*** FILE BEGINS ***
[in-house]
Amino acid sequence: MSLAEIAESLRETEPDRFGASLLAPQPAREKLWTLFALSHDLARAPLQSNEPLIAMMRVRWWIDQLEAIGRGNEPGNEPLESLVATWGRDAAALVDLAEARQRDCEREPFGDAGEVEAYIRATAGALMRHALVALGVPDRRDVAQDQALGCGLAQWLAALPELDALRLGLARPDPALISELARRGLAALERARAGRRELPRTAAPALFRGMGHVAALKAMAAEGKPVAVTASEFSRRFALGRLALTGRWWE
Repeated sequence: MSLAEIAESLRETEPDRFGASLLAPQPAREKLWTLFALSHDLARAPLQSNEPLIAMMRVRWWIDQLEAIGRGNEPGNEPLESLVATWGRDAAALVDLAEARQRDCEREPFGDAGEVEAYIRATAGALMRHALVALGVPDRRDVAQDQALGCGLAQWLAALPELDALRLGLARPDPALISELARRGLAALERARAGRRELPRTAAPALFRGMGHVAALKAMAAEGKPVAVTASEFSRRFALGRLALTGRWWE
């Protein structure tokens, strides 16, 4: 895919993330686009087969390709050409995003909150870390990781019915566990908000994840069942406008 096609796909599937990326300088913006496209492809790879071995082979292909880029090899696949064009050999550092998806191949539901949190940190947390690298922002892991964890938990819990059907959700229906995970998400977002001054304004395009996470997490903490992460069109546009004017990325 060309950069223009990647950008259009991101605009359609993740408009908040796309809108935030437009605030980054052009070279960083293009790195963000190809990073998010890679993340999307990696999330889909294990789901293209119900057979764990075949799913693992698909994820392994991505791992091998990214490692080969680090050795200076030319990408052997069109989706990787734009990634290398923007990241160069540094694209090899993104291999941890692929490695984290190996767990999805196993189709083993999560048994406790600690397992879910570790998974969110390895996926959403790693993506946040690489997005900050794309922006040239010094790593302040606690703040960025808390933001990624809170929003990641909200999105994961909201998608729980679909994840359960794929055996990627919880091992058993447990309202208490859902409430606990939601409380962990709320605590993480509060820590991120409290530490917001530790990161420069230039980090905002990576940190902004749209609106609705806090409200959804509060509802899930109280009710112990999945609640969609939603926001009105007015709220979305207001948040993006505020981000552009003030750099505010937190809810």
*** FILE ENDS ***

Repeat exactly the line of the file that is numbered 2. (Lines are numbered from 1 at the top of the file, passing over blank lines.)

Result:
Amino acid sequence: MSLAEIAESLRETEPDRFGASLLAPQPAREKLWTLFALSHDLARAPLQSNEPLIAMMRVRWWIDQLEAIGRGNEPGNEPLESLVATWGRDAAALVDLAEARQRDCEREPFGDAGEVEAYIRATAGALMRHALVALGVPDRRDVAQDQALGCGLAQWLAALPELDALRLGLARPDPALISELARRGLAALERARAGRRELPRTAAPALFRGMGHVAALKAMAAEGKPVAVTASEFSRRFALGRLALTGRWWE